Monday, March 11, 2013



While locum, the sweet jelly-textured confection may be officially known as Turkish Delight, it is the bold pulsating patterns of the Turkish carpet that truly dazzles and delights the shopper in Turkey.  While reflecting the culture of its people, the attractive colors and designs of the Turkish carpet also convey artistic messages to people of other countries.


The official name for the Turkish carpet is the Anatolian carpet (from Anatolia—one of the main carpet-producing regions in Turkey), as opposed to the Persian, Caucasian, and Afghan carpets.  Besides the traditional hand-knotted carpets, using methods developed for over 2000 years, there are the lightweight kilims (woven on a loom like tapestry), cicims (hand-embroidered carpets, and rugs made out of Angora goat hair.

Families, tribes, and even whole villages work together as a unit and share the knowledge of their skills and expertise.  Their methods and raw materials produce carpets that reflect the region in which they are woven and the anonymous artists of the region closely guard their secret techniques and designs. No picture taking and no visitors are allowed in these Turkish inner sanctums.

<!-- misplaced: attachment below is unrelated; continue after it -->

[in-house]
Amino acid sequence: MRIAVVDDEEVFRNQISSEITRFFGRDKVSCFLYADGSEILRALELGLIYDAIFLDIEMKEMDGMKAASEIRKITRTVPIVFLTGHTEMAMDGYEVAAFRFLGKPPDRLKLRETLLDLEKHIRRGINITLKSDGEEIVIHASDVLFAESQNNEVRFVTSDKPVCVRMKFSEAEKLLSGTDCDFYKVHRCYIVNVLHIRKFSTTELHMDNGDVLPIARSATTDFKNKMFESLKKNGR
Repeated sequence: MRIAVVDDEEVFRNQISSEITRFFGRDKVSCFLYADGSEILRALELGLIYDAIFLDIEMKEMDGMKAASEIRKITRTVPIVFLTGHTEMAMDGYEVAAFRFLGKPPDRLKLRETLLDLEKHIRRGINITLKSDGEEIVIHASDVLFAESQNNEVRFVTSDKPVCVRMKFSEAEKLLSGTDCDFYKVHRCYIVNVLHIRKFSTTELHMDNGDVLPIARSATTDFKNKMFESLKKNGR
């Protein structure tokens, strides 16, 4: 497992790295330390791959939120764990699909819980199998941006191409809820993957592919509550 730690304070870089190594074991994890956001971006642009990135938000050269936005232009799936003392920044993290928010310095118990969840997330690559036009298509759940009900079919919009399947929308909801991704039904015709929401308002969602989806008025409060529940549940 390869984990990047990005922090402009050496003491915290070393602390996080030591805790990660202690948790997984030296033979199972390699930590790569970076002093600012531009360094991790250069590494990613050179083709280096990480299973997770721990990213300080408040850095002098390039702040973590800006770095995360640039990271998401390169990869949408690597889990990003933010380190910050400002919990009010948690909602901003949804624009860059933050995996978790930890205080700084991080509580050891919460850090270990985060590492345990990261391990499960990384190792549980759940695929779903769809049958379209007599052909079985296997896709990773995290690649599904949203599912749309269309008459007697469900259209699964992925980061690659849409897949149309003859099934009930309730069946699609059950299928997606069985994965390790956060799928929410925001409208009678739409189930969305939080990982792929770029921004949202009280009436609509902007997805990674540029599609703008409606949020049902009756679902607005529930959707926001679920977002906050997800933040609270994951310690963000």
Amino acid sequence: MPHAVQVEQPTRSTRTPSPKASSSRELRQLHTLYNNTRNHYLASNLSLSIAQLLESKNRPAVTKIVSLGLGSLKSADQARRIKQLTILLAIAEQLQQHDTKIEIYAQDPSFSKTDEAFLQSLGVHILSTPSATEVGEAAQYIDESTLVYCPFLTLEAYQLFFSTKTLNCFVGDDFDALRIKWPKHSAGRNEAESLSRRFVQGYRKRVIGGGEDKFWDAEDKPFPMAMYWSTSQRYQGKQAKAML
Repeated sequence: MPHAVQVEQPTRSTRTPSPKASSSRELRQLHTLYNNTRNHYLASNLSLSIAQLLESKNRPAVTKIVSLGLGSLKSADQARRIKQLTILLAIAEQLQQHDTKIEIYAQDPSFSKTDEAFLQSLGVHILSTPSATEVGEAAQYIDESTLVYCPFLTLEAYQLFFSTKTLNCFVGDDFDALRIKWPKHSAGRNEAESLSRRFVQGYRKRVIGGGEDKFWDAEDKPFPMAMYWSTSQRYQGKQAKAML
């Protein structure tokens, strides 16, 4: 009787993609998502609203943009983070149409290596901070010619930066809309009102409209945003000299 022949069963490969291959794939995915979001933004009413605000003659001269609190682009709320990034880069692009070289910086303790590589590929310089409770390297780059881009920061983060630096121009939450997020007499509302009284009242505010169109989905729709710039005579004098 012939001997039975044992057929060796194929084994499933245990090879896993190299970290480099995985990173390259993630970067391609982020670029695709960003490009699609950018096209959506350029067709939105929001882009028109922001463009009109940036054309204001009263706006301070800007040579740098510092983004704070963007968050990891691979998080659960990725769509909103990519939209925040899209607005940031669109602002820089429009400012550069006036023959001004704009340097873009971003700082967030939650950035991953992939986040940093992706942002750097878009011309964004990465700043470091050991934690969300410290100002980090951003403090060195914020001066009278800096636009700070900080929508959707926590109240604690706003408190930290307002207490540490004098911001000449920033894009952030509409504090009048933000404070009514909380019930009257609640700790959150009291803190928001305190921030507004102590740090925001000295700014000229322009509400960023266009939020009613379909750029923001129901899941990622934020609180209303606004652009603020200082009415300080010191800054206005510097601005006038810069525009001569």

The making of knotted carpets (used by locals not only as floor coverings but as tent screens, paintings, wall hangings, prayer rugs, sofa and cradle covers) was introduced by nomadic Turkish tribes and craftsmen.  The hard-wearing double-knot techniques, known as the Turkish or Gordes knot is what sets these carpets aside from the Persian or Senneh (single) knot techniques used in Iran, Afghanistan, Russia, and China.


Knotted carpets are woven on a loom consisting of horizontal bars on which the warp and weft threads are stretched.  Onto these threads the pile knots are tied according to a pattern.  The Turkish (Gordes) knot is wrapped around two warps and the Persian (Senneh) knot around a single warp.  Once the pile knots are tied according to the pattern, they are pressed together with a comb-like kirkit. Then the thread ends, which make up the pile, are clipped off with a regulated scissors, giving a velvet-like surface.

Knotting is an extremely difficult job. The carpet weaver must have thin, agile fingers and eagle eyes.  That is why the weavers are usually girls between the ages of 12 and 18.

The Gordes knot makes the carpet stronger, firmer, and more durable while the Senneh knot allows the weaving of more varied patterns.  However, once a carpet is made, it is difficult to determine the knotting system. 


The quality of the carpet is increased as the number of tight knots per square centimeter increases.  Some woolen rugs have about 30 knots to a square centimeter, while a silk rug can have as many as 200 knots per square centimeter.

The colors used to dye the threads for the carpets, are characteristic of the region where the carpet is made.  Although chemical dyes are used today, many villages still use the natural vegetable dyes.  Some of these villages have their own boyalik (grazing land) on which plants, used for producing dyes, are grown.